From that, my suspicion would be that the more up-and-down your life is the more strongly you’ll feel the ups and downs. By default, when everything is exactly the same from day to day, our average is probably to feel a little bit dissatisfied (though, that average will vary from individual to individual, based on their genetics and some might have a default average set to happy). Homo sapiens is a species that likes to explore and get into trouble. We’ll shock ourselves for excitement rather than sit bored (on average).

Are you asking if there has to be what amounts to “emotional contrast” in order to be able to accurately identify and quantify happiness OR sadness?

I don’t know if that’s true. I think you can be happy and know you’re happy without travails to compare to. But… having had travails allows you to put things in perspective, as does having been truly happy as well- you have a baseline, and some sense of proportionality that you likely would not have.

That, I think is where the contrast is most useful.

Yes, I think that is a better way to phrase it.

I think you have to live through some bad times to truly appreciate the good times, and also to appreciate that the quiet days are also good ones.

Given the further context of what you mean? I would say it’s true. How many of us know people who have led a charmed life, and get extremely unhappy over something we would consider minor? They lack anything really bad to compare it to.

I can think of many times in my life where I didn’t realize how happy I actually was until I later experienced some pretty bad times. Only in retrospect could I experience it as happiness. At the time I thought I was feeling really bad.

I cannot think of any way I can recognize an emotion if I have not experienced its opposite at some point. I know that, as a kid, the way I felt was just normal. And, remember, I have an anxiety disorder. Much of the time, I was actually very anxious. But I had no real calm to compare it to, so it just seemed like “the way life is.”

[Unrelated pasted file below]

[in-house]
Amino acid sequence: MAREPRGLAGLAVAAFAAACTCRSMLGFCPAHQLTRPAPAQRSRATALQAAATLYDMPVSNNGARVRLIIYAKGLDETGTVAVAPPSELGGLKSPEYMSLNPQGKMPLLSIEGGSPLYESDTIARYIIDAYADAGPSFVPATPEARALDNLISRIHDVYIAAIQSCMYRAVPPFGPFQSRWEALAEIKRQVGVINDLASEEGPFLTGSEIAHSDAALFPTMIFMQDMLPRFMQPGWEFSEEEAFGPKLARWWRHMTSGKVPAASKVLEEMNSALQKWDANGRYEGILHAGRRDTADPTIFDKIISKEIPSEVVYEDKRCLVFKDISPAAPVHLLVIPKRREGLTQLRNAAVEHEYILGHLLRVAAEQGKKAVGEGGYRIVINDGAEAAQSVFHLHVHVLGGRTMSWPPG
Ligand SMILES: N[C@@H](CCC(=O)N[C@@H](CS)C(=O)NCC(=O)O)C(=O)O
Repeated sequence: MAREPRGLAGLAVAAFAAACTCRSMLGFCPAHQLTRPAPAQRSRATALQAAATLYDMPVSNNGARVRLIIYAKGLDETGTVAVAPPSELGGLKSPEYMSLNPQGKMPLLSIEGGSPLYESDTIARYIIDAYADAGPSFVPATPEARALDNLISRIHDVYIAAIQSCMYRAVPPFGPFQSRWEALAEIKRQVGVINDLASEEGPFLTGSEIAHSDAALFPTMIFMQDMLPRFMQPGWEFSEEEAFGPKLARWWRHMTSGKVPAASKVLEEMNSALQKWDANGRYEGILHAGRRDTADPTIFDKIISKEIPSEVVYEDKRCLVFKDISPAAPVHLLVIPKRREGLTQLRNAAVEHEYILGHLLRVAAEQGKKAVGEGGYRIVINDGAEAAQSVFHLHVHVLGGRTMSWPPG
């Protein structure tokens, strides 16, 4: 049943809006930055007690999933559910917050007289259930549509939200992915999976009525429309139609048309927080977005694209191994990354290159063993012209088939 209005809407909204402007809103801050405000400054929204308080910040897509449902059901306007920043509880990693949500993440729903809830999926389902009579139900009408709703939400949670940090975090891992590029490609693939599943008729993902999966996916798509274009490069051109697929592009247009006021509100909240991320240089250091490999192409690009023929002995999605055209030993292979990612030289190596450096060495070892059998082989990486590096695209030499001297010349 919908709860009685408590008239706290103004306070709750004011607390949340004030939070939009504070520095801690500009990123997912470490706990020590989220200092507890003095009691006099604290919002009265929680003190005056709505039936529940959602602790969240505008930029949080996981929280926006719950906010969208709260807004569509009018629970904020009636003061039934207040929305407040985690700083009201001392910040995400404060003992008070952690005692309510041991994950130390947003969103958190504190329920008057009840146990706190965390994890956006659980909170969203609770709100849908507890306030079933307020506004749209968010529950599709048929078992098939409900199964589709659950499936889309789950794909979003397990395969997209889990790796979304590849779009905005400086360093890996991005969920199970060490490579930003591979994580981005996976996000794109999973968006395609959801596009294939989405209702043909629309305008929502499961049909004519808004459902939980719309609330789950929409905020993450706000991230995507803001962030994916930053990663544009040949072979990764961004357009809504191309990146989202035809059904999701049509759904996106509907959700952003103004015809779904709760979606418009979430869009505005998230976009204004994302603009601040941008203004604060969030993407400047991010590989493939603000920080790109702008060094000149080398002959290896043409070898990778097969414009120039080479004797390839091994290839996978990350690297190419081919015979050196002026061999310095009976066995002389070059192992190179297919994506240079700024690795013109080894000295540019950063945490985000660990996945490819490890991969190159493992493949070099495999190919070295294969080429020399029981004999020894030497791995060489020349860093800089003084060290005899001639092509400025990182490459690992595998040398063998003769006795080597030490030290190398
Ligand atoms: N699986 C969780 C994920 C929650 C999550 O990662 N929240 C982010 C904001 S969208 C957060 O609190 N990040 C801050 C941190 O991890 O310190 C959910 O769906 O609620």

People who have it all, who never seem to experience any real struggle? They seem profoundly less happy than I would be in their shoes. And I cannot help but think it’s because they lack the depth of sadness to compare it to.


I have lived, so far, a very fulfilled happy life. I am not planning on retiring for about 8-10 years. This does not mean I have not gone through difficult times, but on the balance way more happiness and fulfilling times.

As far as not knowing the joy without knowing the difficulties, it is possible to experience empathy and emotions of others, even fictionally through books and movies, to understand sadness and difficulty, so I don’t take stock in that assertion.

It’s impossible for me to imagine a life without huge emotional contrasts, and I’ve never heard of anyone who hasn’t experienced them. You have to accept that as a given.

But I’m not as sure about one state being dependent on the others. I’d say that highs, lows, and mehs are independent. Happiness is a good all to itself. It’s not more intense because you had a tragedy earlier. And that tragedy is inherently bad no matter what previous feelings you’ve have.

That may not be true for people whose entire lives have been wiped away by disaster or war, but most of us thankfully never suffer from such extremes. For the vast majority, happiness is happiness and tragedy is tragedy and the time in between is just ordinary without much thought being given to it.

That reminds me of something I heard once – it isn’t absolute poverty that leads people to emigrate and seek a better life in a wealthier country, it’s inequality. If you’re living in a shack with a dirt floor, and everyone else you know also lives in shacks with dirt floors, then you are reasonably satisfied with your life. But if you’re living in a shack with a dirt floor and you see people on the other side of town living in nice houses with swimming pools, then you start to think “Hmm, maybe I should leave this place and try to get to America, or Western Europe.”